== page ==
Speaking about Metropolis Healthcare’s plan in 2018, she says that the company aims at bringing international tests and technology to India and providing them to the customers at cheaper prices. “We want to grow in the direction that allows us to be present at every nook and corner that brings us closer to the customers. We look forward to stringent regulations in the diagnostic market that will resist the entry of dubious players. Implementation of these standardised protocols will ensure consistent and world-class services to all the consumers,” she adds.

According to Shah, healthcare IT and evolving technology has benefitted the pathology industry. Health tracking mobile applications and online services such as booking appointments online for preventive healthcare check-ups, booking a path/ lab test, obtaining reports online are further shaping this segment. “For any organisation aiming to become a success in this rapidly growing diagnostic laboratories market, the best move at the moment is to plan to invest in tier II and tier III cities of India. The companies should expand their network by collaborating with more health institutes and increase their collection centres in India resulting in widespread reach and more access for the masses,” says Shah.

Amongst the revolutionising steps taken by the government this year was the implementation of Goods and Services Tax.

“GST has ushered in a new era of tax reforms, not only for pharma industry but for all segments of the country. Looking at the short as well as long-term gains, GST would help the industry by streamlining the taxation structure as 8 different types of taxes are imposed on the Pharmaceutical Industry today. The implementation of one uniform tax will ease the way of doing business in the country, as well as minimise the cascading effects of manifold taxes that is applied to one single product, impacting the overall cost of operating. Moreover, GST would also improve the operational efficiency by rationalising the supply chain. Pharmaceutical companies need to review their strategy and distribution networks,” said Rahul Darda, Chairman & Managing Director, Brinton Pharmaceuticals.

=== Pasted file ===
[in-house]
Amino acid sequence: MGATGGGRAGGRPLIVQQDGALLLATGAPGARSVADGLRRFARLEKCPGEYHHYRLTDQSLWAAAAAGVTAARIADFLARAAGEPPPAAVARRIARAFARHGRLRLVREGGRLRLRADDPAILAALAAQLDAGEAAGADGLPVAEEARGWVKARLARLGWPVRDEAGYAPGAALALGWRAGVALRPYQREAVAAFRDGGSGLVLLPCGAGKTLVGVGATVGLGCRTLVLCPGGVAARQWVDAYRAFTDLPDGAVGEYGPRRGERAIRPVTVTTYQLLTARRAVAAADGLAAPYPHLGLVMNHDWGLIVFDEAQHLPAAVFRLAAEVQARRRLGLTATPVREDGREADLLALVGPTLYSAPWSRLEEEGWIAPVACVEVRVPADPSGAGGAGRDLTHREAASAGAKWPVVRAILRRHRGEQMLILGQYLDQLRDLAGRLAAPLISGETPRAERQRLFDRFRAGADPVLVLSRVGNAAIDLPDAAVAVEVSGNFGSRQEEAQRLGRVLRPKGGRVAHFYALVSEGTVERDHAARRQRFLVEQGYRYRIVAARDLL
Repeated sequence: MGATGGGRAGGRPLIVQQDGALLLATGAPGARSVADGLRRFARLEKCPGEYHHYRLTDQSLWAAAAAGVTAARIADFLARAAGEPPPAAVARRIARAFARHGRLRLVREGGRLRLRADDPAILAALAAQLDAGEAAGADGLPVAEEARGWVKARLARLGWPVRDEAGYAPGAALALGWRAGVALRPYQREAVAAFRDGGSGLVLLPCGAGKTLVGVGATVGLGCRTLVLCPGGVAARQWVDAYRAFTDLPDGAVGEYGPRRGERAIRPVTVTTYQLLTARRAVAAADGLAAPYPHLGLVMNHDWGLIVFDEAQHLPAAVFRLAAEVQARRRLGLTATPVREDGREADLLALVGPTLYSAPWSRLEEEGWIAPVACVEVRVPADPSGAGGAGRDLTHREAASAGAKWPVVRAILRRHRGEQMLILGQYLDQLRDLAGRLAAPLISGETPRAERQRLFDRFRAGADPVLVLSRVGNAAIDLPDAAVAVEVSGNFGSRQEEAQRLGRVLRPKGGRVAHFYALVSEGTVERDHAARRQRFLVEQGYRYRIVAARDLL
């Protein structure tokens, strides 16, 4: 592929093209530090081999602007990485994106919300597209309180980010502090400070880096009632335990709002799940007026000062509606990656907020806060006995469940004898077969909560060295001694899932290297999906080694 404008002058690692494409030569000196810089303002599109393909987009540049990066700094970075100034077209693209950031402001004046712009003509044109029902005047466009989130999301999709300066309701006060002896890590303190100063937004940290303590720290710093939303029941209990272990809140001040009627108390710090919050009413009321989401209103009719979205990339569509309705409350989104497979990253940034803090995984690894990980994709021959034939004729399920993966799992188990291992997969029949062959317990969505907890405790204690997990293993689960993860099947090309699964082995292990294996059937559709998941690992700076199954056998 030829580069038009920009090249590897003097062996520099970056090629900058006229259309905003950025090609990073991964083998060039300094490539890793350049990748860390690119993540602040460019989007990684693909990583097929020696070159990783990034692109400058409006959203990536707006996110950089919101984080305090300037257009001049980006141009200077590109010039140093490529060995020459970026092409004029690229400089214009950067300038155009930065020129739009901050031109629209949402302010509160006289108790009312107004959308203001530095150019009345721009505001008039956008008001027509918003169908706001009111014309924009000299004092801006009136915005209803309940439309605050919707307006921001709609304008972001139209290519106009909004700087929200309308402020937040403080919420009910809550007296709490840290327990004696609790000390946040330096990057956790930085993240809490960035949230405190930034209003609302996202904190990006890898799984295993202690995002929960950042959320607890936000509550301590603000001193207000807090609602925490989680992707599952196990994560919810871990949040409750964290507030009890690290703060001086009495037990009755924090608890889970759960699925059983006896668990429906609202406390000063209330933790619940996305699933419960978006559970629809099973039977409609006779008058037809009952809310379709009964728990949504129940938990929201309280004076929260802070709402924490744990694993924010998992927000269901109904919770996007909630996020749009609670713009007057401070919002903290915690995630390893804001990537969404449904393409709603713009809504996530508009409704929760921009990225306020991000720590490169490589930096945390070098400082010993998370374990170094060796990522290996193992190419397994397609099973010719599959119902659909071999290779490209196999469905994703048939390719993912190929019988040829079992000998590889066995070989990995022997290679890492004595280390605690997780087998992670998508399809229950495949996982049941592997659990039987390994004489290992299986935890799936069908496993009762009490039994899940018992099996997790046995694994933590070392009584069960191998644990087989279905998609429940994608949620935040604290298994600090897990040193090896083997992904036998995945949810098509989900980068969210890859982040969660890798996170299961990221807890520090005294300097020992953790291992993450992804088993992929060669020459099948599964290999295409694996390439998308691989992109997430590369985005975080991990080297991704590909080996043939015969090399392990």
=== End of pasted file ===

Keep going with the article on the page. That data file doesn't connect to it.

“The implementation of GST would further enable a flow of seamless tax credit and improvement in the overall compliance to create an equal level playing field for the Pharmaceutical companies in the country. The biggest advantage for the companies would be the reduction in the overall transaction costs with the withdrawal of CST (Central Sales Tax). GST is also expected to lower the manufacturing cost,” he added.

However, Dr Dharminder Nagar, Managing Director, Paras Healthcare, takes a divergent view in this regard. “Considering the massive healthcare requirements and the need for healthcare infrastructure in India, the Narendra Modi government has rightly kept the healthcare sector outside of the otherwise overarching Goods and Services Tax (GST) regime. However, the fine print of the roll out of the GST in the country and the taxes on many of the inputs that the healthcare industry requires obviates the very reasons why healthcare has been kept out of the GST net. The GST regime has served to increase the cost of several medical equipment used in everyday treatment,” said Dr Nagar highlighting the views expressed by private hospitals in the country.

“The final increase in the prices of a lot of medical equipment is currently being absorbed by the healthcare providers. But in the process, the ability of the healthcare providers to expand to newer geographies and make a difference to the lives of people is being compromised. While initially healthcare providers are bearing the increased costs, there will be a time when they will find it unviable. This is when they will start looking at ways to pass on the increase to the patients, making the cost of treatment more expensive for them,” added Dr Nagar.

Capping of Essential Drug Prices